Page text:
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Election Year: 2005
Primary Section: 15, Geology
Secondary Section: 16, Geophysics
Membership Type: Member
Marcia McNutt is a geophysicist and president of the National Academy of Sciences. From 2013 to 2016, she served as editor-in-chief of the Science family of journals. Prior to joining Science, she was director of the U.S. Geological Survey (USGS) from 2009 to 2013. During her tenure, the USGS responded to a number of major disasters, including earthquakes in Haiti, Chile, and Japan, and the Deepwater Horizon oil spill. McNutt led a team of government scientists and engineers at BP headquarters in Houston who helped contain the oil and cap the well. She directed the flow rate technical group that estimated the rate of oil discharge during the spill’s active phase. For her contributions, she was awarded the U.S. Coast Guard’s Meritorious Service Medal.
Before joining the USGS, McNutt served as president and chief executive officer of the Monterey Bay Aquarium Research Institute (MBARI), in Moss Landing, California. During her time at MBARI, the institution became a leader in developing biological and chemical sensors for remote ocean deployment, installed the first deep-sea cabled observatory in U.S. waters, and advanced the integration of artificial intelligence into autonomous underwater vehicles for complex undersea missions.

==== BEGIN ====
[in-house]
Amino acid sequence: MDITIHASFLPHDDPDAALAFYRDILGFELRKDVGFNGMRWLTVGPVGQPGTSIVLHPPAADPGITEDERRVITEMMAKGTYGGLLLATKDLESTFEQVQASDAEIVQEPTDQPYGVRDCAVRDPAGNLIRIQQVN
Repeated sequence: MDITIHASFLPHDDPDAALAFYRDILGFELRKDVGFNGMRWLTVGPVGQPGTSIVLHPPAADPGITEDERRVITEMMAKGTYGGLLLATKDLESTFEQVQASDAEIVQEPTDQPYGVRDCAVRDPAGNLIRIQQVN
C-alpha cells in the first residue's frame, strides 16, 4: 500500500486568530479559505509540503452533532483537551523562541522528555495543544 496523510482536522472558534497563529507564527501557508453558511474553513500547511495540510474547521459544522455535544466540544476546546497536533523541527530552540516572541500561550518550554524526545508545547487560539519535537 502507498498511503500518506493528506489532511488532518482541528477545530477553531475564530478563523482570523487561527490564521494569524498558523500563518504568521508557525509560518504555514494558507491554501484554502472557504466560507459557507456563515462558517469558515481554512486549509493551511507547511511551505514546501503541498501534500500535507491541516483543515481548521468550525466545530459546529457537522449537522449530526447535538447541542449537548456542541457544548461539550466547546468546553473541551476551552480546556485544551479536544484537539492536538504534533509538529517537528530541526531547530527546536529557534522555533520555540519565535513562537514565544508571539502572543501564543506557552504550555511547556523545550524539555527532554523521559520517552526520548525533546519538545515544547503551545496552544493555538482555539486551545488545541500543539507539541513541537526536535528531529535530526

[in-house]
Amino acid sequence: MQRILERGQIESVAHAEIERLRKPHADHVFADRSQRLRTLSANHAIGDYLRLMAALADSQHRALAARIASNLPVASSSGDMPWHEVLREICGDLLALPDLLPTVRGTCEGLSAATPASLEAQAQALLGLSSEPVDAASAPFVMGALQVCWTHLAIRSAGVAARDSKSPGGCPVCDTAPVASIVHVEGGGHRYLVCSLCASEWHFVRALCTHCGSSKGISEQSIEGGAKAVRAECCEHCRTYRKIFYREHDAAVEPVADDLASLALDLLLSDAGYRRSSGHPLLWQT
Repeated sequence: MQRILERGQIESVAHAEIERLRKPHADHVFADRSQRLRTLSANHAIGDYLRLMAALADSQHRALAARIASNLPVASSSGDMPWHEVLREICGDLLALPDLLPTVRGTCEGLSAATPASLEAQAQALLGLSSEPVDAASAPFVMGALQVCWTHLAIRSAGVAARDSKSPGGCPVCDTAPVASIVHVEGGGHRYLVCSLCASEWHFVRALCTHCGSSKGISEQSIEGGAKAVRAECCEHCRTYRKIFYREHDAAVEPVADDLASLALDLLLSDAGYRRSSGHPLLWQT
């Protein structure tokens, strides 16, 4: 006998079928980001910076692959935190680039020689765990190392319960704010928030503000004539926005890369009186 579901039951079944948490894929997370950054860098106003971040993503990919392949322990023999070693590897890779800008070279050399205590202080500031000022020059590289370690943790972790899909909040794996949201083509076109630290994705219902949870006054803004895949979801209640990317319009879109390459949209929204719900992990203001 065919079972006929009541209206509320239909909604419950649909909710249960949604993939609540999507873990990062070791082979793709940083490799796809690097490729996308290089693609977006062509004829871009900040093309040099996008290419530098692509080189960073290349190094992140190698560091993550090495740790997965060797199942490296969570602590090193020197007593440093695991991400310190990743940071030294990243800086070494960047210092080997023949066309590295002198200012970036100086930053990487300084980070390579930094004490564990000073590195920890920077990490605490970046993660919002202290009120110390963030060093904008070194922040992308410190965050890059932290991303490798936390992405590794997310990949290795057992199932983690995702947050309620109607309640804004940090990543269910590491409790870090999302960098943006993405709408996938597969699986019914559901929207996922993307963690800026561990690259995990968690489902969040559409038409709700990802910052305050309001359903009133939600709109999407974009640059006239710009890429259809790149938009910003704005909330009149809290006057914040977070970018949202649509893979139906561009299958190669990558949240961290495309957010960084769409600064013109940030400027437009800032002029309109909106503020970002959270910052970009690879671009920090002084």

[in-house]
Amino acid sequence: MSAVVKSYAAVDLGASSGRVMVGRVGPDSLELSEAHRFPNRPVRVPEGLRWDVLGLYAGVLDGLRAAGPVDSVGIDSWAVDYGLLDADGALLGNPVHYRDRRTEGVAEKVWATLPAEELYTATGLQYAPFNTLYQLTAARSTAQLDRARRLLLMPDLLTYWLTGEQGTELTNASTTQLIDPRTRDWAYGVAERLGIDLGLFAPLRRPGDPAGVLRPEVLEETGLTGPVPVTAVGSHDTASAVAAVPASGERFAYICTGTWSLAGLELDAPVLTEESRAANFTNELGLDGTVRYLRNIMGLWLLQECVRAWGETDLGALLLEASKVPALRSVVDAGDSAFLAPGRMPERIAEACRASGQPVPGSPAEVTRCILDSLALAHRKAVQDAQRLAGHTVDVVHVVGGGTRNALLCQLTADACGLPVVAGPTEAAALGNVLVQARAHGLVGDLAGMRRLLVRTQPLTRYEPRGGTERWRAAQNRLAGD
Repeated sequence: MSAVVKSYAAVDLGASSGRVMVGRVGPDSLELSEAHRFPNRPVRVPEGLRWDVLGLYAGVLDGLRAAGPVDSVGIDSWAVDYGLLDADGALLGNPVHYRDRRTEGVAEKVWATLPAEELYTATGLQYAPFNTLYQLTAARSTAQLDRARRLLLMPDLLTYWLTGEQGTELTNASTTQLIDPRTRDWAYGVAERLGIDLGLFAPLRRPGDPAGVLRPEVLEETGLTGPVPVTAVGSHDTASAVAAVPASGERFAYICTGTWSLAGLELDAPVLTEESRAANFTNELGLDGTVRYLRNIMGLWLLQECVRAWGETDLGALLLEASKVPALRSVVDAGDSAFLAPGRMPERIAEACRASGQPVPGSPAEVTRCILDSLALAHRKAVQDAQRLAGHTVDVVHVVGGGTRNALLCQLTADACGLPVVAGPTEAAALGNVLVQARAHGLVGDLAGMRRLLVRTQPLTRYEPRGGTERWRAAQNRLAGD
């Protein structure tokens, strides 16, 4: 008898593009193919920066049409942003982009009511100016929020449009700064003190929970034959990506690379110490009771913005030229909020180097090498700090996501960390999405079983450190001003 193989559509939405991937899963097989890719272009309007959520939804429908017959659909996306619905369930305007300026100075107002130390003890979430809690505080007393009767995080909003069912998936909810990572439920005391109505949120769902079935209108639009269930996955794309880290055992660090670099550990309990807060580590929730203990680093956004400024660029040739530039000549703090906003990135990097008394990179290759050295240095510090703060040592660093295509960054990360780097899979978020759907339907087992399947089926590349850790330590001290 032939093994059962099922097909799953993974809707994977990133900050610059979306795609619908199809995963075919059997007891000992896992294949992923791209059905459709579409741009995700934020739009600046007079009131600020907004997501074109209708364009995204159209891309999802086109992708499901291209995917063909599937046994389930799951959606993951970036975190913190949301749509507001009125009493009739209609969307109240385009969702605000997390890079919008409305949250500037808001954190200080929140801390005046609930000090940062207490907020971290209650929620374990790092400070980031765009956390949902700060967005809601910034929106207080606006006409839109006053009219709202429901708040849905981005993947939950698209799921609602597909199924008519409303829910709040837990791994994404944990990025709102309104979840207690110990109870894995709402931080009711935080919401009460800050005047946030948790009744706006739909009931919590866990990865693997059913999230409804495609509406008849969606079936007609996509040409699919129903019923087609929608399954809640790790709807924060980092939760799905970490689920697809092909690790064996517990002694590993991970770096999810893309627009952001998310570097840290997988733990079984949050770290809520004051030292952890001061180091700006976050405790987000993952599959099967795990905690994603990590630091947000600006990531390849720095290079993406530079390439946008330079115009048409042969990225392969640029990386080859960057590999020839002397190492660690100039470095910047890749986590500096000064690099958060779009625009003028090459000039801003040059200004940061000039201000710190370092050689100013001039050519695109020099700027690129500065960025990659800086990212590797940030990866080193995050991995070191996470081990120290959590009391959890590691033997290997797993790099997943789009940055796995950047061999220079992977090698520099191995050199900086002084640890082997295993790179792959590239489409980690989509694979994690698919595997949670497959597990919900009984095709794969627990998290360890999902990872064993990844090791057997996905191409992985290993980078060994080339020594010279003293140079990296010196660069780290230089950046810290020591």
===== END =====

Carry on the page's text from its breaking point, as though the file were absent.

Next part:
McNutt began her academic career at the Massachusetts Institute of Technology (MIT), where she was the E.A. Griswold Professor of Geophysics and directed the Joint Program in Oceanography/Applied Ocean Science & Engineering, jointly offered by MIT and the Woods Hole Oceanographic Institution. Her research area is the dynamics of the upper mantle and lithosphere on geologic time scales, work that has taken her to distant continents and oceans for field observations. She is a veteran of more than a dozen deep-sea expeditions, on most of which she was chief or co-chief scientist.
McNutt received a B.A. in physics from Colorado College and her Ph.D. in earth sciences at the Scripps Institution of Oceanography. Her honors include membership in the American Philosophical Society and the American Academy of Arts and Sciences. She holds honorary doctoral degrees from the Colorado College, the University of Minnesota, Monmouth University, and the Colorado School of Mines. In 1988, she was awarded the American Geophysical Union’s Macelwane Medal for research accomplishments by a young scientist, and she received the Maurice Ewing Medal in 2007 for her contributions to deep-sea exploration.
McNutt served as president of the American Geophysical Union (AGU) from 2000 to 2002. She was chair of the Board of Governors for Joint Oceanographic Institutions, responsible for operating the International Ocean Discovery Program’s vessel JOIDES Resolution and associated research programs. She is a fellow of AGU, the Geological Society of America, American Association for the Advancement of Science, and International Association of Geodesy.